Mikel Landa is the only other rider under 20/1 and whilst he’s technically co-leader with Richard Carapaz (fifth last year) it looks likely that he’ll be making the main bid for Movistar. Landa is a very talented climber who’s also kept himself fresh but he would have wanted more than just three summit finishes and certainly less time against the clock – he shipped buckets to Dumoulin and Roglic in the Basque time trial at the end of the Tour de France last year when he was seventh and there are a lot of valley finishes which don’t really suit him either. Richard Carapaz hasn’t ridden for himself since his fourth last year but if he’s let off the leash and peaks in the second and third week then he can give Movistar a couple of decent options.
Team Ineos were set to give Egan Bernal his first chance at going for a tour title, but his collarbone break means that they now have a side full of climbing talent that is untested at the top level. Pavel Sivakov and Tao Geoghan Hart were 1-2 in the Tour of the Alps, when Ineos won three of the stages through the week, and both bring huge potential along with Ivan Sosa. It might be wiser for them all to go stage hunting, although Sivakov is a very useful time trialist for such a young age. Tao is less proficient against the clock, as is Sosa, and that might count them out of challenging for a podium.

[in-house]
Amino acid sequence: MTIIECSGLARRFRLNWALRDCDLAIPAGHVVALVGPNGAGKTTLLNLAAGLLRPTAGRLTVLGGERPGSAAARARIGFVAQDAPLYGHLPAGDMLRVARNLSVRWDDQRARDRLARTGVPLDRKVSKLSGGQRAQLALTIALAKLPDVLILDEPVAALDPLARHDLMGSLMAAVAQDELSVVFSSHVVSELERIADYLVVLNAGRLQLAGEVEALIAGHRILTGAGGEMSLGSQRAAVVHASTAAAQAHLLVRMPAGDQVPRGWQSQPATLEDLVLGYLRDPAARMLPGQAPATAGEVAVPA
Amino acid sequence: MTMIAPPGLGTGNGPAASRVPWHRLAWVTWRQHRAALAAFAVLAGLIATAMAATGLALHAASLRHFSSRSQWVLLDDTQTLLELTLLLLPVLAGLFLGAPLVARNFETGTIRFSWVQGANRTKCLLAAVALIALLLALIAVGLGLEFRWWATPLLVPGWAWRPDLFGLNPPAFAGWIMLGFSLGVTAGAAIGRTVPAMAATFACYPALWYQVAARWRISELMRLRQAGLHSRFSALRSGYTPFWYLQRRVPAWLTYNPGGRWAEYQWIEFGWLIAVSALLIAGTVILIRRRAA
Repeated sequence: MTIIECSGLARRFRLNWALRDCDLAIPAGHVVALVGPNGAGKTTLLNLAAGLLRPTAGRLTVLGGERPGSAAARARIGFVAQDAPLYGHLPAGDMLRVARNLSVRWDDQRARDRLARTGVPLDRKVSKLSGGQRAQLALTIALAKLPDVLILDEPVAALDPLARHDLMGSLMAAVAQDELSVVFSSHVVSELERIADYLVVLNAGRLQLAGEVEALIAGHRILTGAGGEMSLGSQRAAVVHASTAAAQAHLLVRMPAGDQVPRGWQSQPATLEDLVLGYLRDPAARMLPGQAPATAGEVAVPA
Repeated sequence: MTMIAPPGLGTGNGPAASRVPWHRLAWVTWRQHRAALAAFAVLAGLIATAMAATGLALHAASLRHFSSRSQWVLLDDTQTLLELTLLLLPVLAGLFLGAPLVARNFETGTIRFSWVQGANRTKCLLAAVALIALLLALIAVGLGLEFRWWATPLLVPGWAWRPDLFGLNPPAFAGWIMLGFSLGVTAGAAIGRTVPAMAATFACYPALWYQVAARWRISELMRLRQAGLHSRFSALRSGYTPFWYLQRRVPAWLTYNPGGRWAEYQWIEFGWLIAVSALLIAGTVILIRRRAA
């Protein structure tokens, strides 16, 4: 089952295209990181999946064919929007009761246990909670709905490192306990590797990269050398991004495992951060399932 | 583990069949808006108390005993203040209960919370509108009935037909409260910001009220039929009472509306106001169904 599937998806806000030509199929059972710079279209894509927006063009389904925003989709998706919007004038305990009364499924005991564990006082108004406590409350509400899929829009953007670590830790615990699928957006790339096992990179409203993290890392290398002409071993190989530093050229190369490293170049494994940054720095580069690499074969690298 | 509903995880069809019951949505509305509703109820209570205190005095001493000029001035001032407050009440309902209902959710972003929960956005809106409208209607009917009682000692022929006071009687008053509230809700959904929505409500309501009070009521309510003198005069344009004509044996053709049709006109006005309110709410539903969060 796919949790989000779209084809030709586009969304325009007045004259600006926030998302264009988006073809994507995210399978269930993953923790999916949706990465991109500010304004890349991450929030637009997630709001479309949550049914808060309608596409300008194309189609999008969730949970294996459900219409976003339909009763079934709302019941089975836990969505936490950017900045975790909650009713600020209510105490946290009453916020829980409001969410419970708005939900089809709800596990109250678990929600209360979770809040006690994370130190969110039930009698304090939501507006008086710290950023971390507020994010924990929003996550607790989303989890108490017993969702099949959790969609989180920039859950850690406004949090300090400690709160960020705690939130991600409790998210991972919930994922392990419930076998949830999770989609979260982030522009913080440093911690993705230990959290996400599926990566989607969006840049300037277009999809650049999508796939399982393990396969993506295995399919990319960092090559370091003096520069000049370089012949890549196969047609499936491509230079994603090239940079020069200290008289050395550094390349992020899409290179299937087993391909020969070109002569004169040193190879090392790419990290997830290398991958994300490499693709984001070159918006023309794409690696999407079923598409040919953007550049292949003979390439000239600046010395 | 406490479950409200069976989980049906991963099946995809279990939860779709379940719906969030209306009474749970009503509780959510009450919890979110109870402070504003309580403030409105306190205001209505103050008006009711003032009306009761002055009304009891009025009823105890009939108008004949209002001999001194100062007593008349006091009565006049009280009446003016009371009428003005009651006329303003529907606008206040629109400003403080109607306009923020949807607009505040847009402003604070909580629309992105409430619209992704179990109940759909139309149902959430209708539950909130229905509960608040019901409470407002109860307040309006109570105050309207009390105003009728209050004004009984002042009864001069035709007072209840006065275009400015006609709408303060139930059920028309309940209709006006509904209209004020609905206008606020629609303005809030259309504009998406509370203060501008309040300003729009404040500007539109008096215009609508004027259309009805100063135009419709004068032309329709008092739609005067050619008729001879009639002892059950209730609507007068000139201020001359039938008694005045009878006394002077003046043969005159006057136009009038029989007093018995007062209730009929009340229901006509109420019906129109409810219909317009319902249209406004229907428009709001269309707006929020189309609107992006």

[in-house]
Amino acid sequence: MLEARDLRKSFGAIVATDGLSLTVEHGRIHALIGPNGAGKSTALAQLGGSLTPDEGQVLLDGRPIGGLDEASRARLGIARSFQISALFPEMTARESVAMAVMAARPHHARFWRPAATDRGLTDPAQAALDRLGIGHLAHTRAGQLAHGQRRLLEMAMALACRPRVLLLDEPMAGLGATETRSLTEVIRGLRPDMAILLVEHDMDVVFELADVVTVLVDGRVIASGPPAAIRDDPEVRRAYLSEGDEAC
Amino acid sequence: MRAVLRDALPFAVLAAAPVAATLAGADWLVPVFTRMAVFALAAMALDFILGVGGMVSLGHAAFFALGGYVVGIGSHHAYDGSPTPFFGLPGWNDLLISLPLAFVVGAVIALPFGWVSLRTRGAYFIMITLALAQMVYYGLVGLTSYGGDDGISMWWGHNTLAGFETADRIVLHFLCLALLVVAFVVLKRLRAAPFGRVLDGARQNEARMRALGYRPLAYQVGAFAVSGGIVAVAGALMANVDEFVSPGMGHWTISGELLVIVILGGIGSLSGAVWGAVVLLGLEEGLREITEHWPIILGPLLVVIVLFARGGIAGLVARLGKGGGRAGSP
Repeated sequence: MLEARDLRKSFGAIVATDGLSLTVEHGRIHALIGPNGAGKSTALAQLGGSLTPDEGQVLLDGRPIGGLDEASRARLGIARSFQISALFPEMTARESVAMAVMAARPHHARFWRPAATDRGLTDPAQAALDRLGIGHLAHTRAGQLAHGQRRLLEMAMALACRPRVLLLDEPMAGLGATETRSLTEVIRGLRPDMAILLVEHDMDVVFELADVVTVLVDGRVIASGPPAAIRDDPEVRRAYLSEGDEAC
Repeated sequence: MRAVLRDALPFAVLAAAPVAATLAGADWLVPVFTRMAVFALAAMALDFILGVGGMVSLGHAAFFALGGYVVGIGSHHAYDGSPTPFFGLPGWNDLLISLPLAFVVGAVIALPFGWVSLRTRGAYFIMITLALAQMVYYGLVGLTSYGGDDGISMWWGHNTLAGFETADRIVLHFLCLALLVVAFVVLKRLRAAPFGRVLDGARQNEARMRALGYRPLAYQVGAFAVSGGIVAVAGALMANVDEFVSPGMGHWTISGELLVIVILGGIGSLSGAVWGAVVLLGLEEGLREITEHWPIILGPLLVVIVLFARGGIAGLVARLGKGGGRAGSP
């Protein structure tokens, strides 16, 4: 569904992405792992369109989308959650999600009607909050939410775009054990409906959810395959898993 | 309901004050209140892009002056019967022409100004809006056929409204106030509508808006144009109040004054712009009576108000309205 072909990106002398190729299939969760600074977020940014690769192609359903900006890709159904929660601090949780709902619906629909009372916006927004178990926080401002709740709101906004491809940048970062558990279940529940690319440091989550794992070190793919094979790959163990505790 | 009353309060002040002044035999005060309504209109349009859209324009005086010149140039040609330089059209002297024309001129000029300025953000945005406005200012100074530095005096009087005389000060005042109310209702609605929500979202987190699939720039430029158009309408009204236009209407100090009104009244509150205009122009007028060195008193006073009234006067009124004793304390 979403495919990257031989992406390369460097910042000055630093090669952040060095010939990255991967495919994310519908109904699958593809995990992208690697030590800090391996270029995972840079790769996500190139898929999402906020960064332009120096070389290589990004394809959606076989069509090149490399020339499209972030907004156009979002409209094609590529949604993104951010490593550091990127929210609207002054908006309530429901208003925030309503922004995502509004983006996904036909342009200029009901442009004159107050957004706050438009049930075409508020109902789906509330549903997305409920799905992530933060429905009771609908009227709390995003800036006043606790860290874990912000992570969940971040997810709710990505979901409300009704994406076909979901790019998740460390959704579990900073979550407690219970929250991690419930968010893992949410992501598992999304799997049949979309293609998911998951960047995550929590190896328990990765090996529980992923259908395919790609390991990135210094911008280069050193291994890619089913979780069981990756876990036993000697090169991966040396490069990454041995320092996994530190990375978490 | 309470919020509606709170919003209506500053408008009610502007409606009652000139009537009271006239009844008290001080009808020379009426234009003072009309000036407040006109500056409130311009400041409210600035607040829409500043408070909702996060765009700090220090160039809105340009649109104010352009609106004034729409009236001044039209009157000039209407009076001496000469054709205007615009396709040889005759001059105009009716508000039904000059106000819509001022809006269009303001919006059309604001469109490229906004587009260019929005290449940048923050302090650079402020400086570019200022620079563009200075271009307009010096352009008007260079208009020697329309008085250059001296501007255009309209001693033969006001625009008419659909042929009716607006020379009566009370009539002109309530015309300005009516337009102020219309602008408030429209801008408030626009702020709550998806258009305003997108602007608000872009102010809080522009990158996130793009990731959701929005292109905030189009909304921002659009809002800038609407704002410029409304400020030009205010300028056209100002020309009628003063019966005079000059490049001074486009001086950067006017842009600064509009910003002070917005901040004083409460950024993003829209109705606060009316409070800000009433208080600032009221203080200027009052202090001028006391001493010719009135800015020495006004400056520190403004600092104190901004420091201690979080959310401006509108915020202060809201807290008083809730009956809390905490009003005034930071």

Ilnur Zakarin ninth in the Tour de France last year and 3rd in the 2017 Vuelta a Espana, has plenty of experience but isn’t as good a descender of time trialist as the front three and perhaps not quite as good a climber as them either, which robs him of each/way appeal.
Bob Jungels has won the white jersey twice and will enjoy all three of the time trials along with a number of the mountain stages that see descents from large climbs before runs through tough valleys, and he will be there or thereabouts for a number of crucial stages.
Rafal Majka has had plenty of stage hunting success along with Davide Formolo and perhaps that will be what they try to do again this season. Majka hasn’t taken a stage yet this season but has looked sharper in Catalunya and also at the Tour of the Alps whilst Formolo won the last stage of Catalunya and was second at Liege.
Advice: 3 pts win Tom Dumoulin (11/4 Sportingbet)